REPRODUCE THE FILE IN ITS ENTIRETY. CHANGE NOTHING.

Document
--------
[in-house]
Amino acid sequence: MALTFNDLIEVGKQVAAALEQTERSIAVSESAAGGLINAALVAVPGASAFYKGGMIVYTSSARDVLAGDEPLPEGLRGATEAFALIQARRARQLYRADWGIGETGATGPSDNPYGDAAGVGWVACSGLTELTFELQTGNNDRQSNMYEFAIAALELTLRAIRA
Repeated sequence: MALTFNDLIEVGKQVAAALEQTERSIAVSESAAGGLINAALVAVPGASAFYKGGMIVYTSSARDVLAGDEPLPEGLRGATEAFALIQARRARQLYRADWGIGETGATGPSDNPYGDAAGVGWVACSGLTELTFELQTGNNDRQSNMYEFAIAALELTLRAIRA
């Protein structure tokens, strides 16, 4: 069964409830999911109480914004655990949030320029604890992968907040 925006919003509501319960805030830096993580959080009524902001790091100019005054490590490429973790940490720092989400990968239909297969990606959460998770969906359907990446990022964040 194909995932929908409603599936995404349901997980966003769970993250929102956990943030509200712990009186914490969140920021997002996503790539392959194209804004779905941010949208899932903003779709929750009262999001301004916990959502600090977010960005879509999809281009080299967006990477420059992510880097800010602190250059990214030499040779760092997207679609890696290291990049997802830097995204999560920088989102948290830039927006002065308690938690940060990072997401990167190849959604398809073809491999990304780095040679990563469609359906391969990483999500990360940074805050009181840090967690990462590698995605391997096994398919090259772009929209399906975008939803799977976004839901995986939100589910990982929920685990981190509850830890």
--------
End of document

[in-house]
Amino acid sequence: MALTFNDLIEVGKQVAAALEQTERSIAVSESAAGGLINAALVAVPGASAFYKGGMIVYTSSARDVLAGDEPLPEGLRGATEAFALIQARRARQLYRADWGIGETGATGPSDNPYGDAAGVGWVACSGLTELTFELQTGNNDRQSNMYEFAIAALELTLRAIRA
Repeated sequence: MALTFNDLIEVGKQVAAALEQTERSIAVSESAAGGLINAALVAVPGASAFYKGGMIVYTSSARDVLAGDEPLPEGLRGATEAFALIQARRARQLYRADWGIGETGATGPSDNPYGDAAGVGWVACSGLTELTFELQTGNNDRQSNMYEFAIAALELTLRAIRA
């Protein structure tokens, strides 16, 4: 069964409830999911109480914004655990949030320029604890992968907040 925006919003509501319960805030830096993580959080009524902001790091100019005054490590490429973790940490720092989400990968239909297969990606959460998770969906359907990446990022964040 194909995932929908409603599936995404349901997980966003769970993250929102956990943030509200712990009186914490969140920021997002996503790539392959194209804004779905941010949208899932903003779709929750009262999001301004916990959502600090977010960005879509999809281009080299967006990477420059992510880097800010602190250059990214030499040779760092997207679609890696290291990049997802830097995204999560920088989102948290830039927006002065308690938690940060990072997401990167190849959604398809073809491999990304780095040679990563469609359906391969990483999500990360940074805050009181840090967690990462590698995605391997096994398919090259772009929209399906975008939803799977976004839901995986939100589910990982929920685990981190509850830890």